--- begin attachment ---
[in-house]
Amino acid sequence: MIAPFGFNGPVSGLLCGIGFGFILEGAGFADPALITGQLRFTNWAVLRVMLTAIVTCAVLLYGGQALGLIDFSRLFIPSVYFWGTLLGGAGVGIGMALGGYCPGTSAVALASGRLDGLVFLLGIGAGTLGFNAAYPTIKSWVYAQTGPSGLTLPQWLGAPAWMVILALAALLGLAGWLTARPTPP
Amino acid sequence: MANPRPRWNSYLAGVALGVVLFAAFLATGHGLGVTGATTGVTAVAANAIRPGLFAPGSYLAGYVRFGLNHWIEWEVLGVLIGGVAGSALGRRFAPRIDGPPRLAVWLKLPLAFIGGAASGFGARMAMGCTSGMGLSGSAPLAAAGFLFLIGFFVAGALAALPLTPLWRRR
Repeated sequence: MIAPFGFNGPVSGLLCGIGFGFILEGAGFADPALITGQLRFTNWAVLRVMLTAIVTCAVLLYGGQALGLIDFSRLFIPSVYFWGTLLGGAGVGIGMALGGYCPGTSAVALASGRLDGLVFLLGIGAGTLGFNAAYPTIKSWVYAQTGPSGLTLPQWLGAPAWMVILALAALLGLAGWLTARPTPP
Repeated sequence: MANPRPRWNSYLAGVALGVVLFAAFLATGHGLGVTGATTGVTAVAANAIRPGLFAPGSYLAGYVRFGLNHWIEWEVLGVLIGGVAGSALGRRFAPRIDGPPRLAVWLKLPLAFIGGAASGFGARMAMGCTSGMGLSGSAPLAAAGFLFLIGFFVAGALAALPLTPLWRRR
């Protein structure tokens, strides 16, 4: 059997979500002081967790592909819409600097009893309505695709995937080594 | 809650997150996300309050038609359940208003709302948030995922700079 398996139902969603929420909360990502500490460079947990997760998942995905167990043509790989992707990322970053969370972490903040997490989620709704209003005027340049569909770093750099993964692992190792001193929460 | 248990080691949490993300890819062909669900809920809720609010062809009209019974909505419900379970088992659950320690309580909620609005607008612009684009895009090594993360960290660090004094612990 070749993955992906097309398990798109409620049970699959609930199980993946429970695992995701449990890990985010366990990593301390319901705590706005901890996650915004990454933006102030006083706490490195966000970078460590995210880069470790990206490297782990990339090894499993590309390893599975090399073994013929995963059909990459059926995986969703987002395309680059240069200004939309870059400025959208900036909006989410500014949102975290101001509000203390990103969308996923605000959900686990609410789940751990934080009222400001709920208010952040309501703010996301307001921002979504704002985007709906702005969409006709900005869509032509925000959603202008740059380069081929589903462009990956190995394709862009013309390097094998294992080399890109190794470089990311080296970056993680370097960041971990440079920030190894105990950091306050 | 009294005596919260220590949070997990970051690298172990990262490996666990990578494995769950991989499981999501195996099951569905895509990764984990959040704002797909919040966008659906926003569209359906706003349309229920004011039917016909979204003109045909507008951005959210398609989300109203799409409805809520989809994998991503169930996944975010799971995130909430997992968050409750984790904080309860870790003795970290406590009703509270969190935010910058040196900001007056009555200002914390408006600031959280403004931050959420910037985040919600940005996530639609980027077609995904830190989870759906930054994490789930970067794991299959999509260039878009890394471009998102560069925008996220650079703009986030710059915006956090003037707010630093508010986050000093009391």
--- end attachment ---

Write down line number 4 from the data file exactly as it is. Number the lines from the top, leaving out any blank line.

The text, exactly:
Repeated sequence: MIAPFGFNGPVSGLLCGIGFGFILEGAGFADPALITGQLRFTNWAVLRVMLTAIVTCAVLLYGGQALGLIDFSRLFIPSVYFWGTLLGGAGVGIGMALGGYCPGTSAVALASGRLDGLVFLLGIGAGTLGFNAAYPTIKSWVYAQTGPSGLTLPQWLGAPAWMVILALAALLGLAGWLTARPTPP